Q Why do northern and southern lights appear only at North and South poles?

— Sam Franzen

A Marian Mateling, research assistant in the department of atmospheric and oceanic sciences at the University of Wisconsin-Madison:

The formation of the northern and southern lights, known as aurora borealis and aurora australis, begins with solar flares from the sun. The solar flares eject groups of electrons from the sun that act as wind and flow toward the Earth.

When the solar wind of electrons reaches the planet, they first encounter Earth’s magnetic field, referred to as the geomagnetic field. This magnetic field will deflect the electrons. With this deflection, the electrons move around the planet and hit near the polar regions where the magnetic field is weakest.

That’s how the daytime auroras occur, when electrons hit the sun-facing magnetic field and are deflected to the poles.

But the solar wind doesn’t stop when it first encounters the planet.

It will continue to move to the other side of Earth, the side facing away from the sun, and reach the back side of our magnetic field.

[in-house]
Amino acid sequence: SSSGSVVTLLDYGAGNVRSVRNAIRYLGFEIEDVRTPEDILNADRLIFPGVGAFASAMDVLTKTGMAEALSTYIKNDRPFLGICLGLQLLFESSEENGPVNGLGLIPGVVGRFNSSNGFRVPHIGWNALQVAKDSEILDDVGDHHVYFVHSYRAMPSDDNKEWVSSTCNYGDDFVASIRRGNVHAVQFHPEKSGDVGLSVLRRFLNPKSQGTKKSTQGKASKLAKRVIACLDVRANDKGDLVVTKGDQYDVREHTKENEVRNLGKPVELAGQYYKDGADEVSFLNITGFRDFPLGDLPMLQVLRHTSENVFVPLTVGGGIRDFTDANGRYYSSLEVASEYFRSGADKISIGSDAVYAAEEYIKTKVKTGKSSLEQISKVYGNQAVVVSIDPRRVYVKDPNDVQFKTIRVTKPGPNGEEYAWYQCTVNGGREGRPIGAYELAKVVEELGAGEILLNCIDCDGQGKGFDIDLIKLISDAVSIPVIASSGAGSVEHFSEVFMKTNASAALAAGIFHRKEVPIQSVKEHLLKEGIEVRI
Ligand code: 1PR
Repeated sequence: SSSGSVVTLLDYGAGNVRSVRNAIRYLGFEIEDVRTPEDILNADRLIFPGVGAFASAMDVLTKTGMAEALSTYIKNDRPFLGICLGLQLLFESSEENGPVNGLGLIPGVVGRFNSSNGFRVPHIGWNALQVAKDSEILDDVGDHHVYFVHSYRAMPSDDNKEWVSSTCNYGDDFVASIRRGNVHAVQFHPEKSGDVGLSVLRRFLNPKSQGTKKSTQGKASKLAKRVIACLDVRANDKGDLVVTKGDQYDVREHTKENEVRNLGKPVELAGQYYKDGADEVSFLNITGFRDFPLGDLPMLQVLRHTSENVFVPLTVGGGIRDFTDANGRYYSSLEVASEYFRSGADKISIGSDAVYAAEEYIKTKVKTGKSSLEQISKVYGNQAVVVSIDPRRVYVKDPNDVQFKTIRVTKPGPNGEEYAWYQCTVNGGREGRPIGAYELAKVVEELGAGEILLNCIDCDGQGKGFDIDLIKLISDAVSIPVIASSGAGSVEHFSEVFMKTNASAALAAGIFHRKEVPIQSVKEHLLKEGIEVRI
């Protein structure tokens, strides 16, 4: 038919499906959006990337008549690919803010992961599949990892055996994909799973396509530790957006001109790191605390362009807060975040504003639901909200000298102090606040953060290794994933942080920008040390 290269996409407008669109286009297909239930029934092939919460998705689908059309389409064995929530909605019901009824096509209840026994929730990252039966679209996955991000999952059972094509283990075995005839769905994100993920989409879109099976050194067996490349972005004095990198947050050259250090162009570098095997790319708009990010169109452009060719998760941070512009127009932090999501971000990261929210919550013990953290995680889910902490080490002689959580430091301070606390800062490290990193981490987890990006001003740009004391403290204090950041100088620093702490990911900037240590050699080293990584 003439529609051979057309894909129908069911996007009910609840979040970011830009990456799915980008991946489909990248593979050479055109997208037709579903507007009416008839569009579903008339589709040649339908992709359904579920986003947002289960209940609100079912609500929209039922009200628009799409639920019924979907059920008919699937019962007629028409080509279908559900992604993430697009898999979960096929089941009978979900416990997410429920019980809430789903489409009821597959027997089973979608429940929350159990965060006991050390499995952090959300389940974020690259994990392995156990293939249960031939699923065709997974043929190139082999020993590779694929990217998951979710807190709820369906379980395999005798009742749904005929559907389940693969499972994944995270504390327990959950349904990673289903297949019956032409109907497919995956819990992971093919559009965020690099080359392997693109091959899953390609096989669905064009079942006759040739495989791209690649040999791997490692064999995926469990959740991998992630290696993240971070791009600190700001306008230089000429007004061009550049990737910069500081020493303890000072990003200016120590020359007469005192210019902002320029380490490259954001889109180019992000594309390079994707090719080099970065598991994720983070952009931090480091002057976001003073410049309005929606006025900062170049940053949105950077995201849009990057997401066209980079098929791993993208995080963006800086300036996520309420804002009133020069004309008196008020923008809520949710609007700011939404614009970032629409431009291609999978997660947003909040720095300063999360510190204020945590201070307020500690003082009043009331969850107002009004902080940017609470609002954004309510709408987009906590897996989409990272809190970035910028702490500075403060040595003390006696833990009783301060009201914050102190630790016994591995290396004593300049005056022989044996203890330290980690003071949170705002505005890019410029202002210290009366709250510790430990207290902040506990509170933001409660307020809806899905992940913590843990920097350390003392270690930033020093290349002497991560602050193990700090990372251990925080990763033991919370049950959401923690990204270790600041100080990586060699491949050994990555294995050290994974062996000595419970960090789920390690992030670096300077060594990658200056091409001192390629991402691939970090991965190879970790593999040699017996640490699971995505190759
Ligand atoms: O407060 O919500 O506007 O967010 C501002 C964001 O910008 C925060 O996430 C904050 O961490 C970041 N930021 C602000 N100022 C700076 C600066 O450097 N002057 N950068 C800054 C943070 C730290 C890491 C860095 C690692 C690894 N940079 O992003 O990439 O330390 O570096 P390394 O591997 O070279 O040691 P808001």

When it hits the back side of Earth’s magnetic field, electrons are again drawn in toward the poles, creating the nighttime auroras.

All of this activity is centered on the geomagnetic poles, which are about 10 degrees different in latitude than the regular North and South poles we think of.

Views from space show the auroras as rings of light that are centered on the geomagnetic poles.

They appear to those on Earth as curtains of light due to the structure of the magnetic fields.

The most common colors seen are green and blue, but the auroras can also show pink and orange hues depending on the interactions of particles of light.

Blue Sky Science is a collaboration of the Wisconsin State Journal and the Morgridge Institute for Research.

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